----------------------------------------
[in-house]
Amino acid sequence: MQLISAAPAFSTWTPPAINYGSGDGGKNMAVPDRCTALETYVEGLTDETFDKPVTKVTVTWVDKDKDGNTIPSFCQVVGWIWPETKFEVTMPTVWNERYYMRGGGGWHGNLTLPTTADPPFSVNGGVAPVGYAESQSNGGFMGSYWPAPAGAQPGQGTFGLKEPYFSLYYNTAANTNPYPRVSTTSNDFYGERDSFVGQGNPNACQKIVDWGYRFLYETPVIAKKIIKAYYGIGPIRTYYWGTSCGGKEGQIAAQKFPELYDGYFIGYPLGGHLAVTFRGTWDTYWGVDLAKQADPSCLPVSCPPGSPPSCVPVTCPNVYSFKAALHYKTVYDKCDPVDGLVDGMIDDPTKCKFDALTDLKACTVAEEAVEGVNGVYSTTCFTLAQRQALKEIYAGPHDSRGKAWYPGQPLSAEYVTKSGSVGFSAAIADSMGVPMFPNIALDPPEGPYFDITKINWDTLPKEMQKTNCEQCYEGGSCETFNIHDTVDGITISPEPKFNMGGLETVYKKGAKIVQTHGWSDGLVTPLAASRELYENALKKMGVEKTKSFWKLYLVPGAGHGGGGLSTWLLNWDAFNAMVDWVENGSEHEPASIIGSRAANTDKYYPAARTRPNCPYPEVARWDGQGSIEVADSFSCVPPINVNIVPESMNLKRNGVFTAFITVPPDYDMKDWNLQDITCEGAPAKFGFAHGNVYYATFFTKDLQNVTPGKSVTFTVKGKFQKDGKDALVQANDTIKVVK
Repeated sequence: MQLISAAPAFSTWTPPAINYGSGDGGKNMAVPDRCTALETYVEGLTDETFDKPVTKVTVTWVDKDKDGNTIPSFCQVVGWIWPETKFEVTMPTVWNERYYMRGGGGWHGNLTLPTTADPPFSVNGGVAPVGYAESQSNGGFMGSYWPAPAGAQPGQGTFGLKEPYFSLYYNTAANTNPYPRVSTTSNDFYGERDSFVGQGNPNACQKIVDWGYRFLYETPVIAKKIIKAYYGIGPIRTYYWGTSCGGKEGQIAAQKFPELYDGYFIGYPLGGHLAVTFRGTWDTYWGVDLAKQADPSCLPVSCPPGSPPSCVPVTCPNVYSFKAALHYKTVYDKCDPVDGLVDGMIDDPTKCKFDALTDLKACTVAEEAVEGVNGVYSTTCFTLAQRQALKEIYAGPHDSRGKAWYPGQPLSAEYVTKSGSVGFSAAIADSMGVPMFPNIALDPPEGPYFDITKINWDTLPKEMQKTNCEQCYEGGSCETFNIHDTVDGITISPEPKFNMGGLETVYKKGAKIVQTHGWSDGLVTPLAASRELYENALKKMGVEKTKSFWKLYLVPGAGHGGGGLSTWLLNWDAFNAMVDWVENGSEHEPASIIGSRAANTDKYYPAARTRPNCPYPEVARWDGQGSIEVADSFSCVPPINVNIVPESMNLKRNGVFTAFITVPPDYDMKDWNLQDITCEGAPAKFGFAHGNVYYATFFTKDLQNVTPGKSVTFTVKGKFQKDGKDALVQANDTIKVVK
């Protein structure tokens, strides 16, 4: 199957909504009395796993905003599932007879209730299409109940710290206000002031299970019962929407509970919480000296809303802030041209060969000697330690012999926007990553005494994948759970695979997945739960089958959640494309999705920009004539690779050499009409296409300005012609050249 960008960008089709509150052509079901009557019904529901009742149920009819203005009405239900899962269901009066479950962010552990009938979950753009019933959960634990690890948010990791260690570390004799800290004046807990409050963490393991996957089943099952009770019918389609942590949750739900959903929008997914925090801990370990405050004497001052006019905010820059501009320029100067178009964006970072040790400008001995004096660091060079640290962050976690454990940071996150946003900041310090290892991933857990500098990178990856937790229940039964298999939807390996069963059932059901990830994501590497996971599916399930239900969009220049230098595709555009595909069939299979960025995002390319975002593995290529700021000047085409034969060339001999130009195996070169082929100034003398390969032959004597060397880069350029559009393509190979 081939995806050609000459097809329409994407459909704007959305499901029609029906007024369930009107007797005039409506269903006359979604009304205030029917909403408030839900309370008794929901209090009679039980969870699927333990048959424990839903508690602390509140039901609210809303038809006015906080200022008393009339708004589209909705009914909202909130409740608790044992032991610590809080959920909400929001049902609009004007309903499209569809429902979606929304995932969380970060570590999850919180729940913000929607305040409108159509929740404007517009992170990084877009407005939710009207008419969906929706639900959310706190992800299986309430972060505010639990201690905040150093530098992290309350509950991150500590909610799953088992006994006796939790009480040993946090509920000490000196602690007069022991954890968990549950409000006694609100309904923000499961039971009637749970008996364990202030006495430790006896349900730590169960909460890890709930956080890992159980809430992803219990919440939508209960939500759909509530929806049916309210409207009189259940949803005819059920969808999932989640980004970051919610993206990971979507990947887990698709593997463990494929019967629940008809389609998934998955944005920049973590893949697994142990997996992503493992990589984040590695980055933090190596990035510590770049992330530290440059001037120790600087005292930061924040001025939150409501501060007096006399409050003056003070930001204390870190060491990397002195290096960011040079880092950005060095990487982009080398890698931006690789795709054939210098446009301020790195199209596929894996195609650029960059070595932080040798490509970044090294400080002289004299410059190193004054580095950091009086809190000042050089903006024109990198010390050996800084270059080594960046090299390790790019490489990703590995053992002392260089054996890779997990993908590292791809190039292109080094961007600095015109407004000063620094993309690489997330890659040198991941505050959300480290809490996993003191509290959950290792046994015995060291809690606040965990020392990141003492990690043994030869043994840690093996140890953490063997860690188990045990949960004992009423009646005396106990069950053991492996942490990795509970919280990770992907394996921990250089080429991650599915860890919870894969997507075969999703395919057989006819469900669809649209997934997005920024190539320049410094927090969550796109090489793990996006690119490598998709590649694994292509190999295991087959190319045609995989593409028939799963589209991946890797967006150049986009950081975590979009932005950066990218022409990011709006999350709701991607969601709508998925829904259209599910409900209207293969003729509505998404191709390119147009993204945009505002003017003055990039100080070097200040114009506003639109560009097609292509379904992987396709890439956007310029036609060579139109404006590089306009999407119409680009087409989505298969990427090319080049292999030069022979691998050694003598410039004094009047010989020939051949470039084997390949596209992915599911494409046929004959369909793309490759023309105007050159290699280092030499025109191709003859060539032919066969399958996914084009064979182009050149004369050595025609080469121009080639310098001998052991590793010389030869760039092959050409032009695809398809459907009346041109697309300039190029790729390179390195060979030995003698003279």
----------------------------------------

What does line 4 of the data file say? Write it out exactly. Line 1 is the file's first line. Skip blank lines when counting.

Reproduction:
């Protein structure tokens, strides 16, 4: 199957909504009395796993905003599932007879209730299409109940710290206000002031299970019962929407509970919480000296809303802030041209060969000697330690012999926007990553005494994948759970695979997945739960089958959640494309999705920009004539690779050499009409296409300005012609050249 960008960008089709509150052509079901009557019904529901009742149920009819203005009405239900899962269901009066479950962010552990009938979950753009019933959960634990690890948010990791260690570390004799800290004046807990409050963490393991996957089943099952009770019918389609942590949750739900959903929008997914925090801990370990405050004497001052006019905010820059501009320029100067178009964006970072040790400008001995004096660091060079640290962050976690454990940071996150946003900041310090290892991933857990500098990178990856937790229940039964298999939807390996069963059932059901990830994501590497996971599916399930239900969009220049230098595709555009595909069939299979960025995002390319975002593995290529700021000047085409034969060339001999130009195996070169082929100034003398390969032959004597060397880069350029559009393509190979 081939995806050609000459097809329409994407459909704007959305499901029609029906007024369930009107007797005039409506269903006359979604009304205030029917909403408030839900309370008794929901209090009679039980969870699927333990048959424990839903508690602390509140039901609210809303038809006015906080200022008393009339708004589209909705009914909202909130409740608790044992032991610590809080959920909400929001049902609009004007309903499209569809429902979606929304995932969380970060570590999850919180729940913000929607305040409108159509929740404007517009992170990084877009407005939710009207008419969906929706639900959310706190992800299986309430972060505010639990201690905040150093530098992290309350509950991150500590909610799953088992006994006796939790009480040993946090509920000490000196602690007069022991954890968990549950409000006694609100309904923000499961039971009637749970008996364990202030006495430790006896349900730590169960909460890890709930956080890992159980809430992803219990919440939508209960939500759909509530929806049916309210409207009189259940949803005819059920969808999932989640980004970051919610993206990971979507990947887990698709593997463990494929019967629940008809389609998934998955944005920049973590893949697994142990997996992503493992990589984040590695980055933090190596990035510590770049992330530290440059001037120790600087005292930061924040001025939150409501501060007096006399409050003056003070930001204390870190060491990397002195290096960011040079880092950005060095990487982009080398890698931006690789795709054939210098446009301020790195199209596929894996195609650029960059070595932080040798490509970044090294400080002289004299410059190193004054580095950091009086809190000042050089903006024109990198010390050996800084270059080594960046090299390790790019490489990703590995053992002392260089054996890779997990993908590292791809190039292109080094961007600095015109407004000063620094993309690489997330890659040198991941505050959300480290809490996993003191509290959950290792046994015995060291809690606040965990020392990141003492990690043994030869043994840690093996140890953490063997860690188990045990949960004992009423009646005396106990069950053991492996942490990795509970919280990770992907394996921990250089080429991650599915860890919870894969997507075969999703395919057989006819469900669809649209997934997005920024190539320049410094927090969550796109090489793990996006690119490598998709590649694994292509190999295991087959190319045609995989593409028939799963589209991946890797967006150049986009950081975590979009932005950066990218022409990011709006999350709701991607969601709508998925829904259209599910409900209207293969003729509505998404191709390119147009993204945009505002003017003055990039100080070097200040114009506003639109560009097609292509379904992987396709890439956007310029036609060579139109404006590089306009999407119409680009087409989505298969990427090319080049292999030069022979691998050694003598410039004094009047010989020939051949470039084997390949596209992915599911494409046929004959369909793309490759023309105007050159290699280092030499025109191709003859060539032919066969399958996914084009064979182009050149004369050595025609080469121009080639310098001998052991590793010389030869760039092959050409032009695809398809459907009346041109697309300039190029790729390179390195060979030995003698003279």